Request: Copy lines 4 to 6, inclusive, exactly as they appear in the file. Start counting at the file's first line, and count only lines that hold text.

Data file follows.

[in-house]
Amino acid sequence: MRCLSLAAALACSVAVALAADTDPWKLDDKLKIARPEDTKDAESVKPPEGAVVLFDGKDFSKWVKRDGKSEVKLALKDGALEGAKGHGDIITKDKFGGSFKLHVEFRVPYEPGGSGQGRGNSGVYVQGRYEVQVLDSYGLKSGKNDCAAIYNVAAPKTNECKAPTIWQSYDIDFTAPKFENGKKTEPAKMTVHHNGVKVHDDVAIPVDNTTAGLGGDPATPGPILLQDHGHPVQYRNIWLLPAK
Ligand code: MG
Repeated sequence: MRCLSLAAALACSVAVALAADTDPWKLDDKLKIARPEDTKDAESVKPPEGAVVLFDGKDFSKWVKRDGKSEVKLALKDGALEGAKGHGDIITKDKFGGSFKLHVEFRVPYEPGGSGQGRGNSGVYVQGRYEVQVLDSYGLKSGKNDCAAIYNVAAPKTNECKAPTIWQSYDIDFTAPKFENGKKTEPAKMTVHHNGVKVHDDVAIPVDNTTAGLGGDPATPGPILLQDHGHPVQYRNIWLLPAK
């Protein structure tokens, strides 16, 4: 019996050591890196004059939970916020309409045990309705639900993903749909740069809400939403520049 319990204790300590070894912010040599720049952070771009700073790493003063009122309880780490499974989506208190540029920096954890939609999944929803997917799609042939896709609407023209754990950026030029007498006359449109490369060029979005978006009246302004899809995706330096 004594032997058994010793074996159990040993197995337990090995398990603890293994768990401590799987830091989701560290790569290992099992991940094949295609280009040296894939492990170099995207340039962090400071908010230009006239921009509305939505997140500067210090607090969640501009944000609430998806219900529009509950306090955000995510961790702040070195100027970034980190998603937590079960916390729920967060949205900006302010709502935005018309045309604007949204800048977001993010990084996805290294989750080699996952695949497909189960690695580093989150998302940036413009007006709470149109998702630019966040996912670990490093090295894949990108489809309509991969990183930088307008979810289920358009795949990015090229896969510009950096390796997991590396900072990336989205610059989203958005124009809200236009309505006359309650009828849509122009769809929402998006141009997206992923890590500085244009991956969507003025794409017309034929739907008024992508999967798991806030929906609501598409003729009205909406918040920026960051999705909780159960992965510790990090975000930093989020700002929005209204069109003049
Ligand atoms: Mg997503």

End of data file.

Repeated sequence: MRCLSLAAALACSVAVALAADTDPWKLDDKLKIARPEDTKDAESVKPPEGAVVLFDGKDFSKWVKRDGKSEVKLALKDGALEGAKGHGDIITKDKFGGSFKLHVEFRVPYEPGGSGQGRGNSGVYVQGRYEVQVLDSYGLKSGKNDCAAIYNVAAPKTNECKAPTIWQSYDIDFTAPKFENGKKTEPAKMTVHHNGVKVHDDVAIPVDNTTAGLGGDPATPGPILLQDHGHPVQYRNIWLLPAK
């Protein structure tokens, strides 16, 4: 019996050591890196004059939970916020309409045990309705639900993903749909740069809400939403520049 319990204790300590070894912010040599720049952070771009700073790493003063009122309880780490499974989506208190540029920096954890939609999944929803997917799609042939896709609407023209754990950026030029007498006359449109490369060029979005978006009246302004899809995706330096 004594032997058994010793074996159990040993197995337990090995398990603890293994768990401590799987830091989701560290790569290992099992991940094949295609280009040296894939492990170099995207340039962090400071908010230009006239921009509305939505997140500067210090607090969640501009944000609430998806219900529009509950306090955000995510961790702040070195100027970034980190998603937590079960916390729920967060949205900006302010709502935005018309045309604007949204800048977001993010990084996805290294989750080699996952695949497909189960690695580093989150998302940036413009007006709470149109998702630019966040996912670990490093090295894949990108489809309509991969990183930088307008979810289920358009795949990015090229896969510009950096390796997991590396900072990336989205610059989203958005124009809200236009309505006359309650009828849509122009769809929402998006141009997206992923890590500085244009991956969507003025794409017309034929739907008024992508999967798991806030929906609501598409003729009205909406918040920026960051999705909780159960992965510790990090975000930093989020700002929005209204069109003049
Ligand atoms: Mg997503």